The British Museum likes people to believe that there is no purpose in returning artefacts that left their original context long ago (for arguments sake, lets say, prior to the begining of the Nazi era (1933), as we know that artefacts since then have been considered as valid for return). If public opinion (& actions) go against this point of view though, they may be forced to reconsider.
02 November 2002 12:59 BDT
Return of amulet puts pressure on British Museum
By Andrew Heavens in Addis Ababa
02 November 2002
A sacred amulet is due to be returned to Ethiopia today, 135 years after a British soldier ripped it from the neck of the country’s Emperor during a battle.
An anonymous British man has agreed to hand over the artefact which was taken at the siege of Magdala in 1868. The return will step up pressure on the British Museum and other institutions which still hold hundreds of illuminated manuscripts, crowns and religious objects seized at the same time. It is also the latest in a line of controversies over the repatriation of foreign treasures from Britain, including Nigeria’s Benin Bronzes and the Elgin Marbles.
Academics and historians at Addis Ababa University yesterday hailed the handover as a significant victory for the country’s century-old campaign for the return of the Magdala plunder. Dr Richard Pankhurst, the son of the suffragette Sylvia Pankhurst and a leading expert in Ethiopian history, said: “This is an incredibly significant event. It highlights the fact that all the loot has to be returned and will be returned.
“We see this as a matter of justice. Supposing British or Americans went about looting monasteries, churches or palaces today. The whole world would be outraged.”
British troops invaded Ethiopia in December 1867 to free a number of diplomats and missionaries imprisoned by Emperor Theodore II following a dispute with the UK government. The British forces, led by Sir Robert Napier, marched to the Emperor’s mountain fortress at Magdala, north of the modern-day capital Addis Ababa. The soldiers used their superior firepower to defeat Theodore’s troops in a decisive battle. The Emperor committed suicide by firing a pistol into his mouth as the army stormed the base and freed the captives. Journalists traveling with the force described how soldiers started looting the fort and a nearby church. Many surrounded the emperor’s body, tearing off pieces of his robe and hair.
Professor Pankhurst said nothing was known of the amulet until the anonymous donor contacted him earlier this year. A note attached to the artefact said that Henry Bailey, a sapper with the Royal Engineers from Notting Hill, was one of the first in to Magdala and took amulet from the Emperor’s neck.
“This is what makes it particularly exciting,” he added. “Emperor Theodore’s clothes were lost, his possessions were lost, but at least the amulet which was round his neck has been preserved. He was a great man, a man of vision”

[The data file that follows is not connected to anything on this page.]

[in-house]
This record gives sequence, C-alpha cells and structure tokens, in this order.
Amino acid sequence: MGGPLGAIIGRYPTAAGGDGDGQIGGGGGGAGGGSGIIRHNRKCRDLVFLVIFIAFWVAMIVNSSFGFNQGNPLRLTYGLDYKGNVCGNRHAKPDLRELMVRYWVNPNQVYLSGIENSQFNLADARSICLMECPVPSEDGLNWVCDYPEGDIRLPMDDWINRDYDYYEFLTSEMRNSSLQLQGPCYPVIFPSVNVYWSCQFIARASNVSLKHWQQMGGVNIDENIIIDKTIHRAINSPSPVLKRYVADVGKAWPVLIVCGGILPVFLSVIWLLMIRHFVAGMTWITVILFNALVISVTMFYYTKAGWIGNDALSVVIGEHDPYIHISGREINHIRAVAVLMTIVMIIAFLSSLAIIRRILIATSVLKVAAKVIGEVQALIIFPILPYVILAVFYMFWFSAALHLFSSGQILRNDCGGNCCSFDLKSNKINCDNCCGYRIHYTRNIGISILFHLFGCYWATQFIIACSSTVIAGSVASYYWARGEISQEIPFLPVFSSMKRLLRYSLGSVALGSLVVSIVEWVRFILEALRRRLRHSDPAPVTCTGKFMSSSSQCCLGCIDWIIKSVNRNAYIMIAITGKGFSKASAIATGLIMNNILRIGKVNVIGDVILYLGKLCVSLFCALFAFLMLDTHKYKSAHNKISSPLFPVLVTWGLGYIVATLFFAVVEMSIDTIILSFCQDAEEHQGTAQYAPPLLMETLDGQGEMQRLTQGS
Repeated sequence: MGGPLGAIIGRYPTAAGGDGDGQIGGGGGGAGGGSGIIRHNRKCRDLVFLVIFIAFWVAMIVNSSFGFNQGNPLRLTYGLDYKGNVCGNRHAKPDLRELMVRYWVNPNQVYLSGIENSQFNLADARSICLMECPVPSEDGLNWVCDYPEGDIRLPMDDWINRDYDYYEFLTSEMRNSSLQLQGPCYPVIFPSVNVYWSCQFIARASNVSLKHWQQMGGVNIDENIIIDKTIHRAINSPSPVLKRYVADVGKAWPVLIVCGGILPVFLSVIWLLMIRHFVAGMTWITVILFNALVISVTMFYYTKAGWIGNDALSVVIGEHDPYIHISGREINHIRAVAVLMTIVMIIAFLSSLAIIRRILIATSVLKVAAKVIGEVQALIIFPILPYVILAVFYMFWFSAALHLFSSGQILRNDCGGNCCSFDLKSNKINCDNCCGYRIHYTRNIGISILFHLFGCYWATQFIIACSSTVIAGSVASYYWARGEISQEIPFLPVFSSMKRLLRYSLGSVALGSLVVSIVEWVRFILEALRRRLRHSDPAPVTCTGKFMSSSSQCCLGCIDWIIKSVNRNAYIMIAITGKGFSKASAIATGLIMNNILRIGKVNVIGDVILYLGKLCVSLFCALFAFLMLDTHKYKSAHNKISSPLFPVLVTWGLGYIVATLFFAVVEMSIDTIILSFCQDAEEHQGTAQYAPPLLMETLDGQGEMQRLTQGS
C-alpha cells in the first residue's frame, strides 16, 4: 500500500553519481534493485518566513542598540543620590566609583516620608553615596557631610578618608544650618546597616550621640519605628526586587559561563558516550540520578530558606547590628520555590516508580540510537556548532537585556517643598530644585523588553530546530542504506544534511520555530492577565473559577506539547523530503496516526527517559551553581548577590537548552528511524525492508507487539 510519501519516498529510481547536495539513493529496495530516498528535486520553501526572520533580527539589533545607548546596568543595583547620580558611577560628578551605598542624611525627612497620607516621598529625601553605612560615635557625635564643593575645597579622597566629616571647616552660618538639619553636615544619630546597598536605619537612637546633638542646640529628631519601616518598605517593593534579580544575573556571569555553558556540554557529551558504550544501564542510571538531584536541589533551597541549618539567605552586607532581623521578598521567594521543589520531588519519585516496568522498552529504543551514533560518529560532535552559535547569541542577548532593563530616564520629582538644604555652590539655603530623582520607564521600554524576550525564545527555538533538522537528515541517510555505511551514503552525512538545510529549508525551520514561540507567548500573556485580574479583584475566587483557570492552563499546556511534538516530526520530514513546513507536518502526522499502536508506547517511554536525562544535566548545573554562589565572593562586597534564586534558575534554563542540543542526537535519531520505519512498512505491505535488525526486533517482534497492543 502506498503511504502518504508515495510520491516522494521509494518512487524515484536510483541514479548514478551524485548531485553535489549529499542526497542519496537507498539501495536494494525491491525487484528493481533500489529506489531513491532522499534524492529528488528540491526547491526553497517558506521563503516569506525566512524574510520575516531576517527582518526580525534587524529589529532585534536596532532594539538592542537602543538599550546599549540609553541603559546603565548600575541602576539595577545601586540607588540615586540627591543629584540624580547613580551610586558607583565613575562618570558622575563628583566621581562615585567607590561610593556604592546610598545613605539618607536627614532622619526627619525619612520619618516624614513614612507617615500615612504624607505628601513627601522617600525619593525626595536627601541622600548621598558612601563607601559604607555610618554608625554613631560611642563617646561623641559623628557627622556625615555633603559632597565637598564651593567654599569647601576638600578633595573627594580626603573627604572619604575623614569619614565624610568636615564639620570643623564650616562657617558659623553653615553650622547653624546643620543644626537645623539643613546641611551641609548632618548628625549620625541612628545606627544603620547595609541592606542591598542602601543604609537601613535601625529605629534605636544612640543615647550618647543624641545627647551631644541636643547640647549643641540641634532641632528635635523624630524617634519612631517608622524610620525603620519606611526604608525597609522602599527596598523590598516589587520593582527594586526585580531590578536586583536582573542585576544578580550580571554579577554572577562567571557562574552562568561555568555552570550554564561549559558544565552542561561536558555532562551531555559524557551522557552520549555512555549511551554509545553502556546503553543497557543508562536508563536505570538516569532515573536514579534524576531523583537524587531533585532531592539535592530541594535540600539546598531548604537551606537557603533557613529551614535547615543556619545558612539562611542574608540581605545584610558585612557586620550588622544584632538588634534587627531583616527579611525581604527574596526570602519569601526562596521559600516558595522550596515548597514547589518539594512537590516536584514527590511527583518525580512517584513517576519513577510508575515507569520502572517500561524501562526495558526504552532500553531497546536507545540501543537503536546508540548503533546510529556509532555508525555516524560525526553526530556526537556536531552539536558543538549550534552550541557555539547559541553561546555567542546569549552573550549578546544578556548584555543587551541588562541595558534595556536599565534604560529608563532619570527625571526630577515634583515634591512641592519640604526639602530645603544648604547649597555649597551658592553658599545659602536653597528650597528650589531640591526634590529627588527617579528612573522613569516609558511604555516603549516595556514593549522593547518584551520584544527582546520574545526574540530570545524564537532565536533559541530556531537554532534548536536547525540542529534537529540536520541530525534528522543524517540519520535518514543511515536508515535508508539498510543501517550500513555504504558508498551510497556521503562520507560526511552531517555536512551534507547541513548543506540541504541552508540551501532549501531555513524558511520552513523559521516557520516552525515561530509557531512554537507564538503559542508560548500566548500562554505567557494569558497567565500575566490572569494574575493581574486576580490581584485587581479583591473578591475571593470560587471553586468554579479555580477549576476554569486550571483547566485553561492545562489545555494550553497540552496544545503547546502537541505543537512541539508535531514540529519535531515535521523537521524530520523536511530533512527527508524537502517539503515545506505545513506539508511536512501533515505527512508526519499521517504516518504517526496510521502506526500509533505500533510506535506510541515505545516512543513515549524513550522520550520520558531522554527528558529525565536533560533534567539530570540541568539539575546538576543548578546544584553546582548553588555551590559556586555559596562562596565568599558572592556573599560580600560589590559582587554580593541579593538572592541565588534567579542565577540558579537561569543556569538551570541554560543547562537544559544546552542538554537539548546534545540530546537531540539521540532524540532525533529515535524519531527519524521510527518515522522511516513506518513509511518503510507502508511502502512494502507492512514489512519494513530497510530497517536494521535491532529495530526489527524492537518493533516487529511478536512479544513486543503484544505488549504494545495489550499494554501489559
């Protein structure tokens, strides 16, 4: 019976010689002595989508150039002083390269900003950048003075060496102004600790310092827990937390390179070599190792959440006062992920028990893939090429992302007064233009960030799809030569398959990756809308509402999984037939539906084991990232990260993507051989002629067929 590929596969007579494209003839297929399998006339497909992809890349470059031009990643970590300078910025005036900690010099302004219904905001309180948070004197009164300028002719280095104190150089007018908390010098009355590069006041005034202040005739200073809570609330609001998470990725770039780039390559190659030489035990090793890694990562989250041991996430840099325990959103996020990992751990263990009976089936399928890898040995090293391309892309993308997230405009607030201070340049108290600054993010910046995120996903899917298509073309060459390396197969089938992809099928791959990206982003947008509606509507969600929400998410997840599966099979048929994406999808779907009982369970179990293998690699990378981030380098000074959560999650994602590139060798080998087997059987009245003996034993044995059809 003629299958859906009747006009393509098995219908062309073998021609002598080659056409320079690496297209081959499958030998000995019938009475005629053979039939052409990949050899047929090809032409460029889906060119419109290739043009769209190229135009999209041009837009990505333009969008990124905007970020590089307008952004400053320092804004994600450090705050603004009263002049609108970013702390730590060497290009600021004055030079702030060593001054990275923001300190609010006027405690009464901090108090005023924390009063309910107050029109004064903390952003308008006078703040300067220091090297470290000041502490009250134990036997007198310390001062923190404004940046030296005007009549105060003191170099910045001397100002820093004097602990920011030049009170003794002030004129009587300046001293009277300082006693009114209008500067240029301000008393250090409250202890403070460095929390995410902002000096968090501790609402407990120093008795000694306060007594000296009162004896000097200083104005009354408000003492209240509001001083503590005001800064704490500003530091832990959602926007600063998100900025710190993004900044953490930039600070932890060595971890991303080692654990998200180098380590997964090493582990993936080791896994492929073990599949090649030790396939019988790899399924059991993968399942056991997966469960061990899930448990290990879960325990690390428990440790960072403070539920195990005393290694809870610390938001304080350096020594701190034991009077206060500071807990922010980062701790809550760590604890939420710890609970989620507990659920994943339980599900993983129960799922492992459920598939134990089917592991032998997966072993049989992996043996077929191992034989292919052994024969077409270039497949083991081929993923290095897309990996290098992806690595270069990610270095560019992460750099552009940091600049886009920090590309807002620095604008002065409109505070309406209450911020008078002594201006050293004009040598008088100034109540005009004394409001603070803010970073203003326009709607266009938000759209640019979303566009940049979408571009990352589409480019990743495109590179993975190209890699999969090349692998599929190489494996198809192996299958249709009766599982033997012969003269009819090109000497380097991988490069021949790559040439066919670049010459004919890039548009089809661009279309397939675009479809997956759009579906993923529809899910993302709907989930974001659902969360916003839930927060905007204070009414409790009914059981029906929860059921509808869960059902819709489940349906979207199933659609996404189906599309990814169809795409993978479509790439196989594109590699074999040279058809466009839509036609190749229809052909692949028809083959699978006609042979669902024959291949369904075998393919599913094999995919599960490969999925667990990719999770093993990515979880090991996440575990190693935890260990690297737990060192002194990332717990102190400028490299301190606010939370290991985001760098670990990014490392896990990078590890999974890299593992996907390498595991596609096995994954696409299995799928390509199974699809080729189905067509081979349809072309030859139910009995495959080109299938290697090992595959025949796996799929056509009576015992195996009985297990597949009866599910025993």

The amulet is thought to be the only remaining personal possession of the Emperor who has become revered for his defiance against the British and for his perceived choice of death over the dishonour of surrender. The artifact takes the form of a simple leather pouch, containing a nine-inch-long slip of parchment covered in Ge’ez – an ancient language still used by the Ethiopian Orthodox Church.
The donor, who asked not to be named, is understood to have acquired it from one of Sapper Bailey’s descendants. He was inspired to hand it back by the example of an Edinburgh priest who earlier this year returned an altar slab also taken at Magdala. The slab or “tabot” had been donated to St John’s Episcopal church by another officer on the campaign.
The donor approached Dr Pankhurst, a leading member of AFROMET – the Association for the Return of the Magdala Ethiopian Treasure. Dr Pankhurst will today present it on his behalf to Addis Ababa University’s Institute of Ethiopian Studies which will display it at its museum. The amulet and the altar slab are the first significant parts of the Magdala loot to be returned to Ethiopia since Queen Elizabeth visited Addis in the 1960s and handed over Emperor Theodore’s royal seal.
AFROMET is now campaigning for the return of 10 other tabots kept at the British Museum and part of a ceremonial drum, captured by the Royal Scots Dragoon Guards.
It is also busy drawing up a database of all the outstanding loot which is also thought to be in scores of private collections across Britain. To date, they have met substantial opposition. The Dragoon Guards have agreed discuss the issue. But the British Museum and the V&A have always maintained that their constitutions bar them from permanently disposing of any parts of their collection.
Back in Addis, AFROMET is not short of allies. Veterans of Ethiopia’s war with Mussolini’s Fascist troops are the latest to join the battle. They have just written to the Dragoon Guards, making a direct appeal, soldier to soldier.
In the letter Astageke Abate, deputy president to the Association of Ethiopian Patriots, states: “We hope that you will send Theodore’s drum home. It will create a greater link between our two countries than any retention of the drum could ever achieve.”